There are two unconventional things I'm doing with these videos. Firstly, teaching assembly language to beginners, or anyone at all, is generally frowned on. Secondly, after just a couple of introductory videos, we get straight into serious programming. I'll explain why I think this is a good approach, at least for some learners.
Here are my responses to some common complaints about assembly language:
Think of it this way. You can learn to drive in a Toyota, then climb into a VW and, yes, the switches for the headlights or the windscreen wipers might be in different places, but the steering wheel and pedals will be much the same.
In my view, trying to learn a high-level language without understanding what the underlying machine is really doing is like trying to learn algebra without understanding arithmetic. It might not be impossible, but it's needlessly difficult. These videos explain the underlying machine to give a better understanding of what high level languages really do.
Apprenticeship is a great way to learn.
These day's it's quite popular to do a "gap year" after finishing high school. What I did wasn't so much a "gap year" as a "gap career": a formal apprenticeship in motor mechanics and continuing in that trade for over 6 years.
Here are some of the key points of apprenticeship:
In the later years of my gap career, I studied for a degree in mathematics. This opened up my long-term career as a programmer.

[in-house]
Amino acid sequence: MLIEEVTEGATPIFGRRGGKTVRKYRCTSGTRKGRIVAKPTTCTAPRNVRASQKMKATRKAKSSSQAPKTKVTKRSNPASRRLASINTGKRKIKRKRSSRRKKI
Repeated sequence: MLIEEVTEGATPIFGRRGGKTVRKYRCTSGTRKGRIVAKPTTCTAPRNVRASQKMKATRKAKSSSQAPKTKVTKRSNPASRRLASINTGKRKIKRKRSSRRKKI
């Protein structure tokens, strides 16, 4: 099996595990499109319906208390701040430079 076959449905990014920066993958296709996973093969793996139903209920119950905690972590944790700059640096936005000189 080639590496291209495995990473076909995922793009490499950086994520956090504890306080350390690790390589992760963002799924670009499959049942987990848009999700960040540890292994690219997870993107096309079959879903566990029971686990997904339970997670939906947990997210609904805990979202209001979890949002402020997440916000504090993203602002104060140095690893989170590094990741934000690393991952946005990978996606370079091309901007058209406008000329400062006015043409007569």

I did an unofficial apprenticeship in that too. After university, my first job in a development team was an eye-opener. All these big tasks needed to be shared amongst team members without us all walking over each other's work. It was also a surprise that the trickiest technical problems — which you might think to be the hard part — were not the biggest challenge at all. Having the patience to steer clear of all the mundane little problems was the mark of the most valuable programmers.
It took several years learning by example from my more experienced colleagues before I was properly up to speed with the whole software development process.
I'm hoping these ArdEx videos constitute a kind of apprenticeship, You'll be seeing how a real technician goes about solving real problems. You're welcome to ask questions and I'll try answer, though it won't be as immediate as in a real apprenticeship. Then again, I won't get to tell you to mop the floor. You won't get paid while you train, but at least it'll cost you nothing.
These videos won't make you a guru. My intention is to make clear just what the machine is doing when it runs any program. I hope this will lead to a clearer understanding of the computer and, consequently, of whatever languages you use for programming.